Otters in the World are in trouble

12 of the 13 species of otter are declining in the world

The International Otter Survival Fund rolls out its otter training workshop to the Continent of Africa, after successful workshops over the last 7 years in Asia. From the 20-25 July delegates from 10 African countries will meet at the College for Wildlife Management at Mweka, Tanzania, to be trained in otter conservation and ecology. Urgent global action must be taken to save the world's otters before some species are lost for ever, according to Scottish-based conservationists from the International Otter Survival Fund (IOSF). Eleven of the world's 13 otter species are declining, some critically, and many countries have already reported local extinctions. On the African continent there are 4 species of otter and all are threatened by pollution, habitat loss and disturbance. In Africa only 8 people at present work on otters but after this workshop more people will be trained into taking otter conservation further on this great continent. Now the founders of the International Otter Survival Fund, say that worldwide conservation efforts must recognise the plight of smaller, less iconic, animals alongside the bigger and better-known tigers, pandas, elephants and rhinos. Dr Paul Yoxon who set up the charity in 1993 says "This is the first of many workshops in Africa as we need to instill the importance of otter conservation to rangers and wildlife managers on this continent"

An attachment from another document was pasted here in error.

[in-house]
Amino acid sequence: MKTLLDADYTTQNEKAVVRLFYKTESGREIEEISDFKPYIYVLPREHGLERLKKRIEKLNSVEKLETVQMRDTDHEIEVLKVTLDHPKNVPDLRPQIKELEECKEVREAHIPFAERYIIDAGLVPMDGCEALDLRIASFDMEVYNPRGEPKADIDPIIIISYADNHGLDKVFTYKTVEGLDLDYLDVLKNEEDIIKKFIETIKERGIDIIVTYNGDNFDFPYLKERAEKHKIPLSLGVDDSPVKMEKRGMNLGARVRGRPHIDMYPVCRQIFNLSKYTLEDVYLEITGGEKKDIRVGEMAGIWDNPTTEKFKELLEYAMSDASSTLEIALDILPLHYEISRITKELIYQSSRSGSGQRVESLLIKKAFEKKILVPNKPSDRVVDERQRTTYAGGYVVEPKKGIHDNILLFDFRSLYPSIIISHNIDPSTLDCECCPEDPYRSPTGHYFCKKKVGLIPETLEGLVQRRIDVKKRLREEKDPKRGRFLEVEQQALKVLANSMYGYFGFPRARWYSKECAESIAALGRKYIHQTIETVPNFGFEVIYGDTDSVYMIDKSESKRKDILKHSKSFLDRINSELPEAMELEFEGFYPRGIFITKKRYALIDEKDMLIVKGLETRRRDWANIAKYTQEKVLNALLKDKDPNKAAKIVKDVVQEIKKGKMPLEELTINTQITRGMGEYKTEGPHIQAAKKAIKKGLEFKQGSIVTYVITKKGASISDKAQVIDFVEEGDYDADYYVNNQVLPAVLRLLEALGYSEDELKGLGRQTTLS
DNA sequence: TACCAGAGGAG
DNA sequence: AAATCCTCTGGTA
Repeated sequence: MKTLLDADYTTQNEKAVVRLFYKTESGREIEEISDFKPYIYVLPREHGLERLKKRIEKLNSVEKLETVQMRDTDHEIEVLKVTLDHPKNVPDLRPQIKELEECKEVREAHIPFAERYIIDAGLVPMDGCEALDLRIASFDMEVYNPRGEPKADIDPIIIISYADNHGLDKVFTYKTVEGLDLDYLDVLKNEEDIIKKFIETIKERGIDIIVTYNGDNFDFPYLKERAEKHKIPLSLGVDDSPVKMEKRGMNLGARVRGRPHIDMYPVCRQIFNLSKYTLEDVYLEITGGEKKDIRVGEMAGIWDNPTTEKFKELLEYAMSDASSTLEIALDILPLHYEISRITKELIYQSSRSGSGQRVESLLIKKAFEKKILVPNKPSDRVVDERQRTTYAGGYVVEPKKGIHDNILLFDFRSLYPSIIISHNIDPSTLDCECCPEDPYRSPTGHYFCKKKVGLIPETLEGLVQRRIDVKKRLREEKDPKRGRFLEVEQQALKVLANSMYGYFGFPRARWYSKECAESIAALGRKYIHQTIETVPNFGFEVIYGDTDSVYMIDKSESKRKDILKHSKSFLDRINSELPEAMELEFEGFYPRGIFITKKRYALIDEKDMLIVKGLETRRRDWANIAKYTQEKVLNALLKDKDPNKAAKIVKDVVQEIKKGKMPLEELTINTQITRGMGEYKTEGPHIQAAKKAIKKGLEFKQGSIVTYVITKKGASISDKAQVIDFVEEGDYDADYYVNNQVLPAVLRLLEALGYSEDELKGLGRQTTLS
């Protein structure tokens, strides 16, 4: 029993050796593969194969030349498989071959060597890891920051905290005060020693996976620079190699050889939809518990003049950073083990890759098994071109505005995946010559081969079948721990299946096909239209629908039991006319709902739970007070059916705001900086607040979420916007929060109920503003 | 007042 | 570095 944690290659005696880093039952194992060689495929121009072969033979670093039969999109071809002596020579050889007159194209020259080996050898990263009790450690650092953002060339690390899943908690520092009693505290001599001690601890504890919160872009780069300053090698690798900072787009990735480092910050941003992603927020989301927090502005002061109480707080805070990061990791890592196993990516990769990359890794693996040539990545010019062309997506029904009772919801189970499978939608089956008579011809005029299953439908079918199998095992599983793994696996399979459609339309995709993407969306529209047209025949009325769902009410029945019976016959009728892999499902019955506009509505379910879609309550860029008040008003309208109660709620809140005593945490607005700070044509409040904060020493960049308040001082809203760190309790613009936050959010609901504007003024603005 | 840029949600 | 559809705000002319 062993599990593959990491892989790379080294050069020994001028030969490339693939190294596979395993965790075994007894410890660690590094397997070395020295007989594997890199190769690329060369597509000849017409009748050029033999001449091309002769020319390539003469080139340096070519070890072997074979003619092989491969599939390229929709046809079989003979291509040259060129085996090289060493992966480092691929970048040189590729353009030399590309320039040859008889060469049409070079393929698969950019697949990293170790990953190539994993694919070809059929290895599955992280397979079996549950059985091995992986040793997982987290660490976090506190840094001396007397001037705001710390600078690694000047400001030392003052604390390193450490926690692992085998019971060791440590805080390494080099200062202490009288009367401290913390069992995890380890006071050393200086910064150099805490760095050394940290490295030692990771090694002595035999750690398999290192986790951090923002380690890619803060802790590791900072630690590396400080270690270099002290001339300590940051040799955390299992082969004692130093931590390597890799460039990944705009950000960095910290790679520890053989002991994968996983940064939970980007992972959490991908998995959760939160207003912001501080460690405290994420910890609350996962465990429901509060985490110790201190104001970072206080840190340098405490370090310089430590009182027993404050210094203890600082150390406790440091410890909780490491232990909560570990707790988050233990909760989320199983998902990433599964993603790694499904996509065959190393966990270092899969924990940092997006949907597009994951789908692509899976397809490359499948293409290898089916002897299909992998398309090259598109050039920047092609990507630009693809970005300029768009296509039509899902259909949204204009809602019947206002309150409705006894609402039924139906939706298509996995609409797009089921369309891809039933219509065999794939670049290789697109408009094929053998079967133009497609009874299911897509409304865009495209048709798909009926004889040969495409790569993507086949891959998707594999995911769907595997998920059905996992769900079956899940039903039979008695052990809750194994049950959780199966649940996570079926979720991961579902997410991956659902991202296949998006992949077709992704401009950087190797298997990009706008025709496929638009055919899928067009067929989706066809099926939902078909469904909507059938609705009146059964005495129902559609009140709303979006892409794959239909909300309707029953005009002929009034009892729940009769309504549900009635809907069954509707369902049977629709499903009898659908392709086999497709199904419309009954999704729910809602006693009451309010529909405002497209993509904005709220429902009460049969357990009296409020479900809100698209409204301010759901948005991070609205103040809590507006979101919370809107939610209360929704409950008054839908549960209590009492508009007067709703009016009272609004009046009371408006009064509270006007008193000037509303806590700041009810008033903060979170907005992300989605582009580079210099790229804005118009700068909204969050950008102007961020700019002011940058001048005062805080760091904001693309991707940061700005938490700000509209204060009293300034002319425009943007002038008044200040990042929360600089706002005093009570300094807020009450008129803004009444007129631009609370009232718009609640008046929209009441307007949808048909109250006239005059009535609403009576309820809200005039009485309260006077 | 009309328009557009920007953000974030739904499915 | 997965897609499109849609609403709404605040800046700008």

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Paul, Yoxon